My gap in honesty was my bold-faced lying to the other third grade kids about my horse, Prince, and his saddle with the green jewel in the pummel, and the reins with triangular silver studs, and how I rode my horse, and here’s the picture of me on him—photo taken in Asbury Park near the boardwalk. A nice old grandmother would think her grandchild’s horse stories were just innocent, dedicated wishing. She might even brag that her little grandchild was highly creative. But I had no granny to say nice things about me, and my teacher was probably sick and tired of kids telling lies to each other. So, she cured me by writing that damning black word on my report card.
I was crushed and scared. I was guilty and I was mortified. I thought Mrs. French liked me. But clearly, I was nobody’s favorite. I was in hot water, the horse evaporated, long live Prince, and I was a liar. Pants on fire.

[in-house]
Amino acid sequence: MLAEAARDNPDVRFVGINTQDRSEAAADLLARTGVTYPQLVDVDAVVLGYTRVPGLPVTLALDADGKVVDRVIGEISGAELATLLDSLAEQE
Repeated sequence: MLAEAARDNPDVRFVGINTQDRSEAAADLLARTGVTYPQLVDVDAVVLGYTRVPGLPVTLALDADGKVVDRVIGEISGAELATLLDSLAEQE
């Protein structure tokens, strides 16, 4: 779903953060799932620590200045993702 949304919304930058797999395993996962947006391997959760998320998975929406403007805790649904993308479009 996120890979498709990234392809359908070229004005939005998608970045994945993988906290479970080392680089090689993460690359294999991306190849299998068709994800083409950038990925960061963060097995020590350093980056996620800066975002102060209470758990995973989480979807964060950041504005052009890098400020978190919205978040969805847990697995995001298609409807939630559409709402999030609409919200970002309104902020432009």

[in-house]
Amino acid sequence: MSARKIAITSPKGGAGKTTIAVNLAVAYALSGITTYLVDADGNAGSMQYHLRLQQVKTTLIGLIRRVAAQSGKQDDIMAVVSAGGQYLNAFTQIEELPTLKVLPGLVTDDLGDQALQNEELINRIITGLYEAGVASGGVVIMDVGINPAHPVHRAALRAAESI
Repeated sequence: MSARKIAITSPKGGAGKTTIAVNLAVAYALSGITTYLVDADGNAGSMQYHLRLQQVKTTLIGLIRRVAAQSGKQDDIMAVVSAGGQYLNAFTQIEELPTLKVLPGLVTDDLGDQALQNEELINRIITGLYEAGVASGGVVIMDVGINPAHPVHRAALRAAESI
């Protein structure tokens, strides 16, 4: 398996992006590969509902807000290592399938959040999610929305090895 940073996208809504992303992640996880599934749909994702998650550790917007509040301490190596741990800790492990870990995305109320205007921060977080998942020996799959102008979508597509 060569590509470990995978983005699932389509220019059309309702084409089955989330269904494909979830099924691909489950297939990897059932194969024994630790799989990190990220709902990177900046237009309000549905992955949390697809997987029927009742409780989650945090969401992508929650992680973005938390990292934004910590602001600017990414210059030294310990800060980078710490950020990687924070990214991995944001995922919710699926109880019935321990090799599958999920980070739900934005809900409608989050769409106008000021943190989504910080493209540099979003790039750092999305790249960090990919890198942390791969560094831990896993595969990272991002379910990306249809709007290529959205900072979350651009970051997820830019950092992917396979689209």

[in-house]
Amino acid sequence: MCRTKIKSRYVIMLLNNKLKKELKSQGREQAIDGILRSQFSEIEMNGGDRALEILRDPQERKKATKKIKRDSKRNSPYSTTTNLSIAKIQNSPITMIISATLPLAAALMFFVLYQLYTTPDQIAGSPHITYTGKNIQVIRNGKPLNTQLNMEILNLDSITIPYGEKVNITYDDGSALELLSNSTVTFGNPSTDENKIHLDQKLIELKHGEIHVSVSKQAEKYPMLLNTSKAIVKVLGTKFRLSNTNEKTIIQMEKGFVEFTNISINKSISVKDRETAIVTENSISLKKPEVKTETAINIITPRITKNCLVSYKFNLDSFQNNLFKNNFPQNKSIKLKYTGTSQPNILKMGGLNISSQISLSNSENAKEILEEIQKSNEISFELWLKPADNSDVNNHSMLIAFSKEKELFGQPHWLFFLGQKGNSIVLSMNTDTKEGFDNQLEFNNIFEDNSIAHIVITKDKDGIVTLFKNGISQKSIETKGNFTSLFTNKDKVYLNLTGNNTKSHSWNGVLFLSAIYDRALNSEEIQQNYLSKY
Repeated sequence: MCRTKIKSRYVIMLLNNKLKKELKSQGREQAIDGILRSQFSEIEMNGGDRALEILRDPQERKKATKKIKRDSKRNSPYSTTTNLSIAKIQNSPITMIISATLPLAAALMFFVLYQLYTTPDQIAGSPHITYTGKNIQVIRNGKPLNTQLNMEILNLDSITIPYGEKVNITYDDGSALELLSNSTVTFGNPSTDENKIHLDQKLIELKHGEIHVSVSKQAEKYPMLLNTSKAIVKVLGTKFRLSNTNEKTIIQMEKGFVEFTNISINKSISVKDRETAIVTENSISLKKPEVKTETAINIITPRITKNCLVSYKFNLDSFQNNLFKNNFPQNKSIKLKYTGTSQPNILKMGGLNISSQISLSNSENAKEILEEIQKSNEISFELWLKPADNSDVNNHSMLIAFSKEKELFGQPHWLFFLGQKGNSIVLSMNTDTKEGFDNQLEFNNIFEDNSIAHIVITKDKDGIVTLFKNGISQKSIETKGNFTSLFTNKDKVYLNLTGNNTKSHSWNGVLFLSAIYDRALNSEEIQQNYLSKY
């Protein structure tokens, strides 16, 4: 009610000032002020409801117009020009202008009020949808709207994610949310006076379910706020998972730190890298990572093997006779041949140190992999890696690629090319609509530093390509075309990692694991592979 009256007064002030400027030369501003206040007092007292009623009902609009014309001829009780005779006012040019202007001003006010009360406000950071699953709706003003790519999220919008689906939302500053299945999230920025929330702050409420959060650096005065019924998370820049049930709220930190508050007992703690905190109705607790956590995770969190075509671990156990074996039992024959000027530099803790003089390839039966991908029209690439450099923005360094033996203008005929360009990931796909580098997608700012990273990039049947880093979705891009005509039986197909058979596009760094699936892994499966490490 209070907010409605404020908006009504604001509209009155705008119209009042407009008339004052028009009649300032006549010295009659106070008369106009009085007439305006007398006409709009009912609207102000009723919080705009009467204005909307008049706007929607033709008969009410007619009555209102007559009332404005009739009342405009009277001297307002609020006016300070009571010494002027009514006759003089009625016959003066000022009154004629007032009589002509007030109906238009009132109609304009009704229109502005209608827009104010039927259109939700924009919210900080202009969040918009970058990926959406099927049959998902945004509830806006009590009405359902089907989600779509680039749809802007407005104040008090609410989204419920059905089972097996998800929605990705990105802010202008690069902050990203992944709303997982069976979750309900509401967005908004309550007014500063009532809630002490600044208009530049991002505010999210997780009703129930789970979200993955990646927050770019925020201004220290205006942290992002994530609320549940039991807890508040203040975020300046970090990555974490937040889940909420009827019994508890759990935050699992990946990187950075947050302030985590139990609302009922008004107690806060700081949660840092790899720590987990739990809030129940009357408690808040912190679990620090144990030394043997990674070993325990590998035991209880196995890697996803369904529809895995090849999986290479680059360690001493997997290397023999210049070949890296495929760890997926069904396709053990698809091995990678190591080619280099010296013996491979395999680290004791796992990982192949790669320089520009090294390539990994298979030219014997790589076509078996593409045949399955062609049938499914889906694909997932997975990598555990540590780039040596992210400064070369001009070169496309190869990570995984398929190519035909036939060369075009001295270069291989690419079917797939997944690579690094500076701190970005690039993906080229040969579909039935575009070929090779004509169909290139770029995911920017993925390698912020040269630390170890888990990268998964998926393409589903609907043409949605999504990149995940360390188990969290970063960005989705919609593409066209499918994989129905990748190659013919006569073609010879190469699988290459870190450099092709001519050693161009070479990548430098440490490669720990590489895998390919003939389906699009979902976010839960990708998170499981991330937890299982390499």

So, now at age thirteen, when the swim coach called me to stand up there on the diving board, looking like an overly big girl, possibly one with glandular problems, well, I hated that. My little lies were told when I was eight, and departures from reality were simply me wishing out loud for a horse, for heaven’s sake. No cookies were ever stolen. By now my times tables were pretty much learned. No lying, no cheating. I’d been on the straight and narrow for five whole years. I’d turned over a new leaf.
Well, hold on. I did have a little history of stealing. Just once. I was about four. And even then I didn’t deny the stealing I’d had a hand in. More honestly, I had a finger in it. Two fingers.
One afternoon, when I was too big for an afternoon nap, Mommy and I walked downtown to Woolworth’s. She must have needed buttons, or snaps, or maybe combs for her hair. We stood next to a counter where one-inch long, boxy, plastic pencil sharpeners were heaped in short glass boxes, at waist level to adults, but at eye level to me. Mommy and the woman behind the counter were involved in a lady-type of conversation; so, without anybody noticing me, my nose pressed to the glass front of the pencil sharpener display, I stole a look to the right then the left, stretched my middle and ring finger into the box and carefully rolled a green, Pluto decaled sharpener into my palm. That was simple. No one saw. No one scolded. I had just committed a crime. It was so easy, and I was surprised to learn that I was pretty good at it.